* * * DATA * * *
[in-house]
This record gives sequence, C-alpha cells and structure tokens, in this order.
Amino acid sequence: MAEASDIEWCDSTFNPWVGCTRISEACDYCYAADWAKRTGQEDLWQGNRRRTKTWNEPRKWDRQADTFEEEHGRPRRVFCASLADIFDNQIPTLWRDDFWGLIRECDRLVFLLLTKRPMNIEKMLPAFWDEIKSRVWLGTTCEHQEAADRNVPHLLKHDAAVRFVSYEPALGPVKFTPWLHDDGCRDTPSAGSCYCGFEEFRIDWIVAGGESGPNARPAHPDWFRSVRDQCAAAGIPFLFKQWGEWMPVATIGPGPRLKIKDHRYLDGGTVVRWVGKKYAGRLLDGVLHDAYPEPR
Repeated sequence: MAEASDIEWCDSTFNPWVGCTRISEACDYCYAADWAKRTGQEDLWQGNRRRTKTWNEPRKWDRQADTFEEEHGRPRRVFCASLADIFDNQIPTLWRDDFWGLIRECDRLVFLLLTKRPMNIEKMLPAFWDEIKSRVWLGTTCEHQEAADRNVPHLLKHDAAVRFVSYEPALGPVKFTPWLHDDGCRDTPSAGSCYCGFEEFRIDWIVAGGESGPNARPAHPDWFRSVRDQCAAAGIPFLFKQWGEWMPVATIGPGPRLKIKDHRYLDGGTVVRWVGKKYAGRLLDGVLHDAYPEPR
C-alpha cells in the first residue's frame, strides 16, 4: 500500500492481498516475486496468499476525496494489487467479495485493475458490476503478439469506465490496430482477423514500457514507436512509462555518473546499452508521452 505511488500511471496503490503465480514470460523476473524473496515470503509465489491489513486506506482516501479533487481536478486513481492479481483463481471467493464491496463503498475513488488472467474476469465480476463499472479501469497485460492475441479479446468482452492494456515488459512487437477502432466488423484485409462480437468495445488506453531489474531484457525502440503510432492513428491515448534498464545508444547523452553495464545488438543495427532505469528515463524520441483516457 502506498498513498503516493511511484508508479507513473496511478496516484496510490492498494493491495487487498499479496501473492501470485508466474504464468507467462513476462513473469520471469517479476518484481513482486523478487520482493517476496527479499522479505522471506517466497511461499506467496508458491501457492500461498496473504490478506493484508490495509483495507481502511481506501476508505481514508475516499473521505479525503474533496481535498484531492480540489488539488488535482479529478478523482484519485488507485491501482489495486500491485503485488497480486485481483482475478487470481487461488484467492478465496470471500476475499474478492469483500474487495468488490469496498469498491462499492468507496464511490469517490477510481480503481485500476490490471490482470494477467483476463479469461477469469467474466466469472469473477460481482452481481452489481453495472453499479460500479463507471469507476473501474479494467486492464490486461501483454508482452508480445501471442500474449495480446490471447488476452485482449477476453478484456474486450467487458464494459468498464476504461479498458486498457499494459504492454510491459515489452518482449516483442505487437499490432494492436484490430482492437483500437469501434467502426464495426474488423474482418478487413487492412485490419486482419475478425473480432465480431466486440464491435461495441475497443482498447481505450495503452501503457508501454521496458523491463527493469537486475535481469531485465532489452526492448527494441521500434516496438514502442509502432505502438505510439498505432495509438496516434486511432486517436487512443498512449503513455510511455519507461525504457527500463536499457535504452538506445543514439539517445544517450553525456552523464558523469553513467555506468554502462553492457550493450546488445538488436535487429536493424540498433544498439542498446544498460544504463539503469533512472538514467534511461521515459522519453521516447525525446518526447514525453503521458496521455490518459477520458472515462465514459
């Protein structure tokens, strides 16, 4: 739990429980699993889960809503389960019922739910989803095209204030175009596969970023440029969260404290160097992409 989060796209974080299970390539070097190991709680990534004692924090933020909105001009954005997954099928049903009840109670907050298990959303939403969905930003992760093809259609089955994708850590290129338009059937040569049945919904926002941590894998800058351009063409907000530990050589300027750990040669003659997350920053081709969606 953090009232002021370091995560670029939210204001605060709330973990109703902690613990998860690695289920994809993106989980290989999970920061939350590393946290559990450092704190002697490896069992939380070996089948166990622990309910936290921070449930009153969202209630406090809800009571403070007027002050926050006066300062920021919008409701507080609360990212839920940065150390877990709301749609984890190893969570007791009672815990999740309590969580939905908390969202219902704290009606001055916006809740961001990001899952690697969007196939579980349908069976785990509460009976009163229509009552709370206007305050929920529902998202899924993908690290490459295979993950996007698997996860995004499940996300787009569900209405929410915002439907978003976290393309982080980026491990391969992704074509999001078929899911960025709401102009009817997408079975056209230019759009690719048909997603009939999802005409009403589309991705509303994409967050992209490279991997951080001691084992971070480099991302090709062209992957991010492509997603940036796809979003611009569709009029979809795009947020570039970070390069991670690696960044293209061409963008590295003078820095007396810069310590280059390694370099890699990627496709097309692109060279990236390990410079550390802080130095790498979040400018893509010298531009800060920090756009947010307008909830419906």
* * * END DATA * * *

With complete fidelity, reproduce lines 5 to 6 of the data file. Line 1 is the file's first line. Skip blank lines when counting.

C-alpha cells in the first residue's frame, strides 16, 4: 500500500492481498516475486496468499476525496494489487467479495485493475458490476503478439469506465490496430482477423514500457514507436512509462555518473546499452508521452 505511488500511471496503490503465480514470460523476473524473496515470503509465489491489513486506506482516501479533487481536478486513481492479481483463481471467493464491496463503498475513488488472467474476469465480476463499472479501469497485460492475441479479446468482452492494456515488459512487437477502432466488423484485409462480437468495445488506453531489474531484457525502440503510432492513428491515448534498464545508444547523452553495464545488438543495427532505469528515463524520441483516457 502506498498513498503516493511511484508508479507513473496511478496516484496510490492498494493491495487487498499479496501473492501470485508466474504464468507467462513476462513473469520471469517479476518484481513482486523478487520482493517476496527479499522479505522471506517466497511461499506467496508458491501457492500461498496473504490478506493484508490495509483495507481502511481506501476508505481514508475516499473521505479525503474533496481535498484531492480540489488539488488535482479529478478523482484519485488507485491501482489495486500491485503485488497480486485481483482475478487470481487461488484467492478465496470471500476475499474478492469483500474487495468488490469496498469498491462499492468507496464511490469517490477510481480503481485500476490490471490482470494477467483476463479469461477469469467474466466469472469473477460481482452481481452489481453495472453499479460500479463507471469507476473501474479494467486492464490486461501483454508482452508480445501471442500474449495480446490471447488476452485482449477476453478484456474486450467487458464494459468498464476504461479498458486498457499494459504492454510491459515489452518482449516483442505487437499490432494492436484490430482492437483500437469501434467502426464495426474488423474482418478487413487492412485490419486482419475478425473480432465480431466486440464491435461495441475497443482498447481505450495503452501503457508501454521496458523491463527493469537486475535481469531485465532489452526492448527494441521500434516496438514502442509502432505502438505510439498505432495509438496516434486511432486517436487512443498512449503513455510511455519507461525504457527500463536499457535504452538506445543514439539517445544517450553525456552523464558523469553513467555506468554502462553492457550493450546488445538488436535487429536493424540498433544498439542498446544498460544504463539503469533512472538514467534511461521515459522519453521516447525525446518526447514525453503521458496521455490518459477520458472515462465514459
């Protein structure tokens, strides 16, 4: 739990429980699993889960809503389960019922739910989803095209204030175009596969970023440029969260404290160097992409 989060796209974080299970390539070097190991709680990534004692924090933020909105001009954005997954099928049903009840109670907050298990959303939403969905930003992760093809259609089955994708850590290129338009059937040569049945919904926002941590894998800058351009063409907000530990050589300027750990040669003659997350920053081709969606 953090009232002021370091995560670029939210204001605060709330973990109703902690613990998860690695289920994809993106989980290989999970920061939350590393946290559990450092704190002697490896069992939380070996089948166990622990309910936290921070449930009153969202209630406090809800009571403070007027002050926050006066300062920021919008409701507080609360990212839920940065150390877990709301749609984890190893969570007791009672815990999740309590969580939905908390969202219902704290009606001055916006809740961001990001899952690697969007196939579980349908069976785990509460009976009163229509009552709370206007305050929920529902998202899924993908690290490459295979993950996007698997996860995004499940996300787009569900209405929410915002439907978003976290393309982080980026491990391969992704074509999001078929899911960025709401102009009817997408079975056209230019759009690719048909997603009939999802005409009403589309991705509303994409967050992209490279991997951080001691084992971070480099991302090709062209992957991010492509997603940036796809979003611009569709009029979809795009947020570039970070390069991670690696960044293209061409963008590295003078820095007396810069310590280059390694370099890699990627496709097309692109060279990236390990410079550390802080130095790498979040400018893509010298531009800060920090756009947010307008909830419906």